The Individual in Context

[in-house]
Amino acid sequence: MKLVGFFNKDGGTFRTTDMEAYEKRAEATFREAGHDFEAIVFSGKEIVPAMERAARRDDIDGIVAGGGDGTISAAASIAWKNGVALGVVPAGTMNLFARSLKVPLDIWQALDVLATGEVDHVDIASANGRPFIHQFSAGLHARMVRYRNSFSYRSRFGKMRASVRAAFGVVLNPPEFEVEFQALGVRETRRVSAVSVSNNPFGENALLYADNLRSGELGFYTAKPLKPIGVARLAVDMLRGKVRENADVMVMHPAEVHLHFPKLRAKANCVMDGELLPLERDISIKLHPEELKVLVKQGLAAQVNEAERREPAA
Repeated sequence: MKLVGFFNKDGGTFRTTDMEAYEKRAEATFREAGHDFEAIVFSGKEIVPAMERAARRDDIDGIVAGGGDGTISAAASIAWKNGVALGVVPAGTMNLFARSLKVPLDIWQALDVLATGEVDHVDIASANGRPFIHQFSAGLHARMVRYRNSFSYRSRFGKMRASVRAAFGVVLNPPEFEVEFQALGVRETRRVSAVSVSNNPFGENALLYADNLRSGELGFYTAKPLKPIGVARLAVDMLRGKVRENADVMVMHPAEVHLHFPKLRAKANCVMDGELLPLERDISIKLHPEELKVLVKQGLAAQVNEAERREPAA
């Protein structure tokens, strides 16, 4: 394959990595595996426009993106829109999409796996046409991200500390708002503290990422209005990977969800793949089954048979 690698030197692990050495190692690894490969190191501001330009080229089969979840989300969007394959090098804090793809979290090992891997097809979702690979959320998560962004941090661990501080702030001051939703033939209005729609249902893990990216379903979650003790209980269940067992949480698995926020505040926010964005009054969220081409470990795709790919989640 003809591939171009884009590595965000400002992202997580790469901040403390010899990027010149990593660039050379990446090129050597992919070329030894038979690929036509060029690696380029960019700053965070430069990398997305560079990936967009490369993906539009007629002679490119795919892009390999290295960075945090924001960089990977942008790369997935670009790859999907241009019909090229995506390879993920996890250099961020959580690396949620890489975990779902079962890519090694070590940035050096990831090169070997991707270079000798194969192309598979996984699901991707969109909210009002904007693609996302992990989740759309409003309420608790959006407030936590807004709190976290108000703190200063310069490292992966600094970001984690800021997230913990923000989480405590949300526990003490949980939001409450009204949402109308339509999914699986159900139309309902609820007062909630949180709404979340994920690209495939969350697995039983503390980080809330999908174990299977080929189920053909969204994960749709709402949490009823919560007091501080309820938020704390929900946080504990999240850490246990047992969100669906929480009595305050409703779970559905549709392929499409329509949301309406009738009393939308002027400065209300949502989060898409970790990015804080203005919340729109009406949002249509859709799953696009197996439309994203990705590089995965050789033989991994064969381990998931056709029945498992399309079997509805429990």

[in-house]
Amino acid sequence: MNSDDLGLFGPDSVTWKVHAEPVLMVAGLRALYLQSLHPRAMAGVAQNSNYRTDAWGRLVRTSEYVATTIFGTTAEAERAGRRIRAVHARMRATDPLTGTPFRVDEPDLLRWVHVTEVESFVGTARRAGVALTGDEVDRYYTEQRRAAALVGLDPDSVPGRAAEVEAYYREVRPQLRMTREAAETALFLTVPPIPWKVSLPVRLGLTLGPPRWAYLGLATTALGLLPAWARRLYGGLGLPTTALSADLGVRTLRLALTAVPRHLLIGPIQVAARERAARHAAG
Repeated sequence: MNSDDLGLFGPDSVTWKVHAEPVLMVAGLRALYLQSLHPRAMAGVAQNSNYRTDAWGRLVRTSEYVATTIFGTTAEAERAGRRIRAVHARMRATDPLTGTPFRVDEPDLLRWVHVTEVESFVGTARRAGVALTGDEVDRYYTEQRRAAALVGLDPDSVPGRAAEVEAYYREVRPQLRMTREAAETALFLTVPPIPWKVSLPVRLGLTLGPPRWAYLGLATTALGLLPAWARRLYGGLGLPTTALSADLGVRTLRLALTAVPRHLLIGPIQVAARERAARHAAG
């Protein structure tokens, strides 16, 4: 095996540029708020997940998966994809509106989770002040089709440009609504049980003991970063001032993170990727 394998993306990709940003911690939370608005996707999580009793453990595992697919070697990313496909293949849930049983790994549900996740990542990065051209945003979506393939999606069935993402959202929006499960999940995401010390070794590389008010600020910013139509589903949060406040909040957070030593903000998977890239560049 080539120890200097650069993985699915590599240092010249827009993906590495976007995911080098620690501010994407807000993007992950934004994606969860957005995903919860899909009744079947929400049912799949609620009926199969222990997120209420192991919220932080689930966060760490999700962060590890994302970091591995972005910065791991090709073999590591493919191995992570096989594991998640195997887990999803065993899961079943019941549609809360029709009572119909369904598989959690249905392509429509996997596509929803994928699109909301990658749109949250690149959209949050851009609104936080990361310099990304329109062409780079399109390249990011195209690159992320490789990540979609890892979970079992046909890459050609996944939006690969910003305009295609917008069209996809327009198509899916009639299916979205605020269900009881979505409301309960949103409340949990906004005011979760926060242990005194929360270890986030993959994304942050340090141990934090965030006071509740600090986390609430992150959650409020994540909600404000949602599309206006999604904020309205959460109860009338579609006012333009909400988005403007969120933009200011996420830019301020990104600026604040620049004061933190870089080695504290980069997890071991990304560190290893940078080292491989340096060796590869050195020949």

In “Brokeback Mountain,” time and place are not incidental; rather, they are the foundations on which character is built and defined. In introducing the two main characters, Proulx does not separate them from their geographic and socioeconomic origins: “They were raised on small, poor ranches in opposite corners of the state, Jack Twist in Lightning Flat up on the Montana border, Ennis del Mar from around Sage, near the Utah line . . . .” Temporal setting, too, is critical. In the next paragraph, we learn that it is 1963 when Jack and Ennis first meet. No character, Proulx seems to say, can be understood out of his or her unique context—a notion affirmed by a glance at the author’s autobiography, posted on her official website, which begins with a lengthy history of her maternal and paternal ancestors and the family’s ancestral land. Indeed, the main tension of “Brokeback Mountain” derives from the pull of external, contextual forces on the two main characters, who are trapped in their circumstances like flies in a spider web. In another time, in another place, perhaps, Jack and Ennis could be happy together—but not in 1963 Wyoming.